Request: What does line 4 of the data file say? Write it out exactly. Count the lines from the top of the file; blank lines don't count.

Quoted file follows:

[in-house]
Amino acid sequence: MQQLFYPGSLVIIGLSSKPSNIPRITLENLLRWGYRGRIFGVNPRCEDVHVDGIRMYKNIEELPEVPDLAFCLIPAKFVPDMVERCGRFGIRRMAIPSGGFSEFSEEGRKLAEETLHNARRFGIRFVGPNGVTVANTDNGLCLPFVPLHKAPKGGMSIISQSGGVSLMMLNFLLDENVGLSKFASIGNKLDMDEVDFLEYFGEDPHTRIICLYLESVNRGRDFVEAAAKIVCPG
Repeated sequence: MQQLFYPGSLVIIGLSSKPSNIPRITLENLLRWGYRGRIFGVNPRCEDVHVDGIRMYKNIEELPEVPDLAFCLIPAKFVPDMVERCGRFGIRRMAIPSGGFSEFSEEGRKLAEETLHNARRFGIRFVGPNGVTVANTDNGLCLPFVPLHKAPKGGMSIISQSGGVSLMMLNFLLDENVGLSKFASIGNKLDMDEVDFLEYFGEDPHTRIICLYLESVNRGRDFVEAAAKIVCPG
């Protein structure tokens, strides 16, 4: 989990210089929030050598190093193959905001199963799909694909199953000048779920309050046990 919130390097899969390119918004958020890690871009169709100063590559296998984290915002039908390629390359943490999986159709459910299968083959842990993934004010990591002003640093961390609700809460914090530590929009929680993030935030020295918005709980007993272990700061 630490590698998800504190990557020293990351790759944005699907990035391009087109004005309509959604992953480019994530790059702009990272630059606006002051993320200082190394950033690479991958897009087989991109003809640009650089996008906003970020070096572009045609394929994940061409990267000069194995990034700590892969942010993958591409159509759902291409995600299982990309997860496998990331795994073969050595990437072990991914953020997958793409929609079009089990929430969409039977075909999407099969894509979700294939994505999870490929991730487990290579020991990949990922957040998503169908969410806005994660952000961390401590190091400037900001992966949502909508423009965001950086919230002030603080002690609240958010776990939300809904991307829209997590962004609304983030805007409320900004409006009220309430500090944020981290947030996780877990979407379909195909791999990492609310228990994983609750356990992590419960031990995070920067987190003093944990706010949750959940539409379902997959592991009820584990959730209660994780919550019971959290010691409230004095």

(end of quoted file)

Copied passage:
């Protein structure tokens, strides 16, 4: 989990210089929030050598190093193959905001199963799909694909199953000048779920309050046990 919130390097899969390119918004958020890690871009169709100063590559296998984290915002039908390629390359943490999986159709459910299968083959842990993934004010990591002003640093961390609700809460914090530590929009929680993030935030020295918005709980007993272990700061 630490590698998800504190990557020293990351790759944005699907990035391009087109004005309509959604992953480019994530790059702009990272630059606006002051993320200082190394950033690479991958897009087989991109003809640009650089996008906003970020070096572009045609394929994940061409990267000069194995990034700590892969942010993958591409159509759902291409995600299982990309997860496998990331795994073969050595990437072990991914953020997958793409929609079009089990929430969409039977075909999407099969894509979700294939994505999870490929991730487990290579020991990949990922957040998503169908969410806005994660952000961390401590190091400037900001992966949502909508423009965001950086919230002030603080002690609240958010776990939300809904991307829209997590962004609304983030805007409320900004409006009220309430500090944020981290947030996780877990979407379909195909791999990492609310228990994983609750356990992590419960031990995070920067987190003093944990706010949750959940539409379902997959592991009820584990959730209660994780919550019971959290010691409230004095």